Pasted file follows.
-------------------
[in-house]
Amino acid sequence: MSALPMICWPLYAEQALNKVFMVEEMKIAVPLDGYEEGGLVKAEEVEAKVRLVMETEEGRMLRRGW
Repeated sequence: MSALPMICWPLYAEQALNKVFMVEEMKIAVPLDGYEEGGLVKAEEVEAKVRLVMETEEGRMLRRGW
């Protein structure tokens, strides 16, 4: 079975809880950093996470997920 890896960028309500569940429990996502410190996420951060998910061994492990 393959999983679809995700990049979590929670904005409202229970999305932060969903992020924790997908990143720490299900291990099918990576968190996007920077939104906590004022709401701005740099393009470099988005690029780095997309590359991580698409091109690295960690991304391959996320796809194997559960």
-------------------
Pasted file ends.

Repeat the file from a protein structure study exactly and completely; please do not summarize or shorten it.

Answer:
[in-house]
Amino acid sequence: MSALPMICWPLYAEQALNKVFMVEEMKIAVPLDGYEEGGLVKAEEVEAKVRLVMETEEGRMLRRGW
Repeated sequence: MSALPMICWPLYAEQALNKVFMVEEMKIAVPLDGYEEGGLVKAEEVEAKVRLVMETEEGRMLRRGW
């Protein structure tokens, strides 16, 4: 079975809880950093996470997920 890896960028309500569940429990996502410190996420951060998910061994492990 393959999983679809995700990049979590929670904005409202229970999305932060969903992020924790997908990143720490299900291990099918990576968190996007920077939104906590004022709401701005740099393009470099988005690029780095997309590359991580698409091109690295960690991304391959996320796809194997559960």